ArticleOctober 8, 2021 · 3 min read time
Daily challenges like dealing with a large backlog and having decision fatigue from making choices between countless possibilities, may get you exhausted. This blog examines why outcome orientation can help you make the choices that create the most value for your customer and your business.
Why is the job of a product owner such an important yet challenging one? Being the link between business, user, and technology in a way that maximizes value both for the customer and the company is definitely not the easiest. Let’s first investigate different types of product owners and then focus on why outcome orientation has so much to offer.
According to Max Bennet, there are three types of product owners:
The technology thinker whose primary focus is on the technological offer of their own organization.
The problem thinker who often orientates towards solving the visible technological challenges, but does not dive deeper to fix the root causes of why these problems arise in the first place .
The outcome thinker whose primary focus is to create value for the customer by taking into account many different needs the customer may have
The technology thinker has many ideas, but the focus on how to apply these in the market may be difficult to crystallize. Prioritization is often tricky, and there can be a lack of objectivity on which idea is the best one for all parties. There is a danger of a "Launch and Pray" -scenario if the customer is not included in the feedback loop early in the process. When there is no clear focus on the value promise of the product, it’s also challenging to evaluate afterward how the product performed once launched.
The problem thinker includes the customer right away by asking what their main problem is. However, this can be a challenging approach because the answer can vary depending on the day and on who you ask. Unclear definition of who leads to many challenges, and nobody can say which is the most important one. A specific problem is selected, and a solution is created to solve this particular problem. There is a danger of "Launch and Pray", which is a situation you never want to be in as a product owner.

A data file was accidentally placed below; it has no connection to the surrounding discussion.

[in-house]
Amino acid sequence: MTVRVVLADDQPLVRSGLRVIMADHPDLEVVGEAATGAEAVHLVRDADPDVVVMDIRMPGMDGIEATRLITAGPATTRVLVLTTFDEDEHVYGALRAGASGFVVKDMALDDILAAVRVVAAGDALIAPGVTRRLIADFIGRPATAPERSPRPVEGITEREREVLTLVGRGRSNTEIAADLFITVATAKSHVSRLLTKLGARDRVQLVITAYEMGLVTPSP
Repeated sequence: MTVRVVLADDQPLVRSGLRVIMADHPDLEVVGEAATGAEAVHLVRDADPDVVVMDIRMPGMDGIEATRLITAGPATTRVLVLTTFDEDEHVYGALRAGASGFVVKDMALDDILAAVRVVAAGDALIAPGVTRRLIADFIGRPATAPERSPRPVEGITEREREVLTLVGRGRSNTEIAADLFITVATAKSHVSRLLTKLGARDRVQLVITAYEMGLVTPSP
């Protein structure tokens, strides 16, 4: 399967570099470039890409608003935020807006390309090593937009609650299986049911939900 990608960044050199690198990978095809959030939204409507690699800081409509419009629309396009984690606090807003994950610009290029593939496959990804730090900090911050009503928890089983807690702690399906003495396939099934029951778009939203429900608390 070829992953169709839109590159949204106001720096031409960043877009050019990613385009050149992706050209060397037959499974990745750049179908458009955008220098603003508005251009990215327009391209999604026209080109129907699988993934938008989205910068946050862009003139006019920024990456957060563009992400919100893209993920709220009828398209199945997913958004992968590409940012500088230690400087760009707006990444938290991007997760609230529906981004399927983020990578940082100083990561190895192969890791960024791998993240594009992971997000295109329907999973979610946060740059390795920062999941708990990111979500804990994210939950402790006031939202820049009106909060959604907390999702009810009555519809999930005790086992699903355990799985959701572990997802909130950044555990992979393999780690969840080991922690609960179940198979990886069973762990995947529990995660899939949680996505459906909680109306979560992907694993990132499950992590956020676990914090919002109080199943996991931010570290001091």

The outcome thinker aims at understanding where the customer wants to go and wants to find the root causes of the challenges the customer faces along the way. The outcome thinker aims at developing a product in close cooperation with the customer, gathering feedback from the user from the beginning. The outcome thinker has a clear idea of what they are doing and why this is relevant to the customer. They positively impact their customer’s life by creating genuinely valuable solutions that make their life easier.
Outcome orientation is a practical way of creating long-lasting, genuine partnerships with your customers. Partnerships, which are not built on your customer’s dependency on you, but rather on a joint growth journey. You can invent and develop new solutions together, creating the future in cooperation. The solutions born from this kind of collaboration often simultaneously meet multiple needs the customer may have. Probably finding far better solutions than you ever could have come up with just inside your own organization.
In our next blog on product management, we will discuss and give some tips on how you can shift your thinking into becoming outcome-oriented. Subscribe to Nitor's Agile newsletter below and stay tuned to upcoming blogs and other Agile news!
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